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Handout from Bradbury Science Museum

Layout of Museum

At the end of the day, I was both physically and emotionally drained.

Leaving Los Alamos, driving toward our next destination of Taos, the sky was still gray and dreary.

Mesa on the drive toward Taos

Life goes on…

GRATITUDE MOMENT: Today I am grateful that we have our freedom. I remain a firm believer that peace is always our top goal.

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About Tim and Joanne Joseph

Hi and welcome! We are Tim and Joanne Joseph and we have just embarked on our latest adventure. We hope you will join us!
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27 Responses to NEW MEXICO: Los Alamos, Manhattan Project, Bradbury Science Museum

  1. Mike Alesko says:

    Wow Joanne, I learned so much about the Manhattan Project in today’s blog. I can imagine how being there was emotionally draining as you no doubt contemplated the destruction unleashed by what was developed there and the ever-present danger of nuclear annihilation today — 3/4 of a century later — by various regimes and madmen.


    • Mike, our tour of Los Alamos was very educational, but yes, being acutely aware of the present world climate and tensions is both unnerving and depressing. In some ways our science and technology has grown by leaps and bounds. Sadly, we as a people seem to be doing the dance of one step forward and two steps back.


  2. judilyn says:

    The museum was closed the day we were there, but a return visit zipped to the top of our list for (hopefully) our upcoming Santa Fe excursion. Thanks for the enticing and informative photos and narrative.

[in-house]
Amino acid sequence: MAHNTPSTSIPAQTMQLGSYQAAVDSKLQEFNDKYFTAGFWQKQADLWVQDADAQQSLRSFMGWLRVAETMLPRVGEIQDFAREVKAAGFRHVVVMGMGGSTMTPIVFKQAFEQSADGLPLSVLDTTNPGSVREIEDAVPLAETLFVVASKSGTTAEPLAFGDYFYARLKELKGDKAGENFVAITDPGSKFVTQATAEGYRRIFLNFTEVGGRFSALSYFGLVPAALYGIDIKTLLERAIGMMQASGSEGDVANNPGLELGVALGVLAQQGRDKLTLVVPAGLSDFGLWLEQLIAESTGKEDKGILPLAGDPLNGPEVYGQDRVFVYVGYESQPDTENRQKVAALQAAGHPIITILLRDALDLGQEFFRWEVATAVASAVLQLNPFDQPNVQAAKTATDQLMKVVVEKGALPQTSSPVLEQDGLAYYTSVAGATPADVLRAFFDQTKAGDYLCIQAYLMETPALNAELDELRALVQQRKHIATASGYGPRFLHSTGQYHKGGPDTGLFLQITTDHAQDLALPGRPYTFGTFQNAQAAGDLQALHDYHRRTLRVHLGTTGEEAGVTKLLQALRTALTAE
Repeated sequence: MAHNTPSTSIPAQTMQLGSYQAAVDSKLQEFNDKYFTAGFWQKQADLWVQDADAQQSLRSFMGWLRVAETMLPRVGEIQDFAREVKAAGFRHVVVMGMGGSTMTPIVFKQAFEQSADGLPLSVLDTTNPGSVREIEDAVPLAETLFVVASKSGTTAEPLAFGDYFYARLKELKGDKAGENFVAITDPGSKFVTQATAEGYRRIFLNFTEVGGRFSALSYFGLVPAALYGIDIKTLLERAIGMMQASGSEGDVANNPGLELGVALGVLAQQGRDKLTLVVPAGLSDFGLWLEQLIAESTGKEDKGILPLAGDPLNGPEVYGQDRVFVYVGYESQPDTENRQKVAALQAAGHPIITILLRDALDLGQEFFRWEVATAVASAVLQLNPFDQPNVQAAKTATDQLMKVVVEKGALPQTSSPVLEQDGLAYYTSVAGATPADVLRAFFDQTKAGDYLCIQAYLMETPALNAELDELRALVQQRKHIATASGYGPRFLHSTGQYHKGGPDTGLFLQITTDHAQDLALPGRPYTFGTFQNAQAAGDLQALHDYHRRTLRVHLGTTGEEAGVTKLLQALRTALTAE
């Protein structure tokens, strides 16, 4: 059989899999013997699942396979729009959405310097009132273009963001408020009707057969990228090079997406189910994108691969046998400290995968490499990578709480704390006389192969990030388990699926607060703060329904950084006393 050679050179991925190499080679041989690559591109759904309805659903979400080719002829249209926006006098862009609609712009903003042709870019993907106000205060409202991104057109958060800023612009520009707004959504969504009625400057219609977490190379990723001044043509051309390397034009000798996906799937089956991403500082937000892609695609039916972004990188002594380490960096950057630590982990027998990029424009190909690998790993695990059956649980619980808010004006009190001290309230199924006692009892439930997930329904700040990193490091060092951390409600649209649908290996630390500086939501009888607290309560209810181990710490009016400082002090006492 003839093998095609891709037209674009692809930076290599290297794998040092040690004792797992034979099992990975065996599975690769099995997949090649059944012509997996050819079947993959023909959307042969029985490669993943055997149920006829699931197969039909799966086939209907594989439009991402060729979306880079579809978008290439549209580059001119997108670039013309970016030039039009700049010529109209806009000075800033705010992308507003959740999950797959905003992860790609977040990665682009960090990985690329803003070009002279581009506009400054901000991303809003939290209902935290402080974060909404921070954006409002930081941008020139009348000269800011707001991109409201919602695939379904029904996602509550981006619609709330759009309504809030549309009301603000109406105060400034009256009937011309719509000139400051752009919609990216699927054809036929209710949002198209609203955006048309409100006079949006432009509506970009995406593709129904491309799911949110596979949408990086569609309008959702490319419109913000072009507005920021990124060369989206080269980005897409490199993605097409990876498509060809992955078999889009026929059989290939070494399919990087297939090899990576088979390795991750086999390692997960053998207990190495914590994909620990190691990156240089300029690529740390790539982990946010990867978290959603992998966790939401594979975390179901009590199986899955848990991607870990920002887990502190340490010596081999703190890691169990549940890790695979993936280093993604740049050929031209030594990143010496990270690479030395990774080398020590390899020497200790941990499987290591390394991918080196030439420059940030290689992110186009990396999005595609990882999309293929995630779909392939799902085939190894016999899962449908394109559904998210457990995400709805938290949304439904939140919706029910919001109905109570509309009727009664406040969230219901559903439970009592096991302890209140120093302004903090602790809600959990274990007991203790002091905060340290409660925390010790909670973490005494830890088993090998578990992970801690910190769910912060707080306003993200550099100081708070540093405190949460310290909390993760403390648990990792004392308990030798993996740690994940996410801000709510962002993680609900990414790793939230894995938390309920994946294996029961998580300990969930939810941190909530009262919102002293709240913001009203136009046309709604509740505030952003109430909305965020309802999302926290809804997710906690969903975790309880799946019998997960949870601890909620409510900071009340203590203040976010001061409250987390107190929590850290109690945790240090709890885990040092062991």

Virtual hugs,



  3. Taos.Mmmmmm. Home of many of my daughter’s family. Doc Martin is a should eat there, but there is a lot of good food in the town.


  4. Imelda says:

    Interesting. Several years back, we were watching a sci-fi show, Eureka. It was about scientists and other gifted folks living and working in a secluded town that no one knew about. This real place must have been the inspiration for the show.


  5. nelson2021 says:

    This post was great. Didn’t know that there was a museum that you could visit there. I remember how emotionally draining visiting the Vietnam memorial in Washington DC was – I imagine this would be somewhat the same. I appreciate your posts so much! I learn of many great new places to visit because of you.


  6. Fascinating! I agree that peace is the goal, but unfortunately, sometimes it takes something terrible to buy that peace 😦



  7. Like you, I was drained from this experience but I learned so much going to the History Museum and Bradbury Science Museum. I’m not always the best museum goer but these two are so fascinating and well organized.


  8. Very interesting. I was born in the other Secret City, Oak Ridge, TN, where my parents (unknowingly) worked to separate U-238 that fueled the Hiroshima bomb. I visited there recently for the first time since I left at six months of age. It’s a place of mythic proportion to me and has always filled me with such mixed emotions. Looking at the past through today’s lenses (and getting through the hype, too) is a tough challenge.


  9. venturewild says:

    Really enjoyed reading this, and your perspective on your experience! We were pretty bummed we missed this area when we rolled through NM, thanks for sharing ❤️


  10. LTodd says:

    We’ve visited Hanford and Oak Ridge. Los Alamos is next in our list.


  11. Teo Peaks says:

    That’s a beautiful article, thank you.